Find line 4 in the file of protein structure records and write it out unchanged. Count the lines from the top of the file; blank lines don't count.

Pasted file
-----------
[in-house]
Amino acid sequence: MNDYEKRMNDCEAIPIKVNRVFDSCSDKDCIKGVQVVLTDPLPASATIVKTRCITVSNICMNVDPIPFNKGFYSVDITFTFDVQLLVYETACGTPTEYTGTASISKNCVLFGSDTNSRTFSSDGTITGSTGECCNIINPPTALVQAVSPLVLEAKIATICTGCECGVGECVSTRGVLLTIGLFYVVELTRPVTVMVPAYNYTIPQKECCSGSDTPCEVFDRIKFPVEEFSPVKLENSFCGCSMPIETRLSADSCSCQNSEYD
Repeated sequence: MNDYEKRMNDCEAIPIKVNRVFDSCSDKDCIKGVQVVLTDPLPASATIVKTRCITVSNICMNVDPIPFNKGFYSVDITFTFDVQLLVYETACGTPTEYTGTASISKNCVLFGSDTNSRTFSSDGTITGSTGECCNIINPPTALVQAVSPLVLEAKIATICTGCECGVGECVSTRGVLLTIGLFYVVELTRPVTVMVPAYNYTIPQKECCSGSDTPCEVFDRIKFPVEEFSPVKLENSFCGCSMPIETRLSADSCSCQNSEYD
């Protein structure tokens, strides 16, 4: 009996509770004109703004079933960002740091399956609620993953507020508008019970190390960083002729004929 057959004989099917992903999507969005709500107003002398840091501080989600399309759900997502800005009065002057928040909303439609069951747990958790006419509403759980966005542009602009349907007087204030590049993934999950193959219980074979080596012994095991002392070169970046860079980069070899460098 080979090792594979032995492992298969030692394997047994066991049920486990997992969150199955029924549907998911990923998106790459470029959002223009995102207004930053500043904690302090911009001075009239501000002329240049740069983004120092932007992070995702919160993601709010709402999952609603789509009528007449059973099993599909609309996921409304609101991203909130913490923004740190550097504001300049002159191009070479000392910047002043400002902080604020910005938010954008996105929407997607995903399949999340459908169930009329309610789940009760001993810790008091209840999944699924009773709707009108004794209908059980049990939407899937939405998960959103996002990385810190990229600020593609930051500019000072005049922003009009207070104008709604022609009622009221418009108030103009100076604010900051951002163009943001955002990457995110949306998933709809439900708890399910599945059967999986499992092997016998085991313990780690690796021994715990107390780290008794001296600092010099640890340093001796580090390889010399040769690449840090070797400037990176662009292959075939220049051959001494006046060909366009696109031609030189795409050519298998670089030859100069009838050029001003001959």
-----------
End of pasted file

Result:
């Protein structure tokens, strides 16, 4: 009996509770004109703004079933960002740091399956609620993953507020508008019970190390960083002729004929 057959004989099917992903999507969005709500107003002398840091501080989600399309759900997502800005009065002057928040909303439609069951747990958790006419509403759980966005542009602009349907007087204030590049993934999950193959219980074979080596012994095991002392070169970046860079980069070899460098 080979090792594979032995492992298969030692394997047994066991049920486990997992969150199955029924549907998911990923998106790459470029959002223009995102207004930053500043904690302090911009001075009239501000002329240049740069983004120092932007992070995702919160993601709010709402999952609603789509009528007449059973099993599909609309996921409304609101991203909130913490923004740190550097504001300049002159191009070479000392910047002043400002902080604020910005938010954008996105929407997607995903399949999340459908169930009329309610789940009760001993810790008091209840999944699924009773709707009108004794209908059980049990939407899937939405998960959103996002990385810190990229600020593609930051500019000072005049922003009009207070104008709604022609009622009221418009108030103009100076604010900051951002163009943001955002990457995110949306998933709809439900708890399910599945059967999986499992092997016998085991313990780690690796021994715990107390780290008794001296600092010099640890340093001796580090390889010399040769690449840090070797400037990176662009292959075939220049051959001494006046060909366009696109031609030189795409050519298998670089030859100069009838050029001003001959």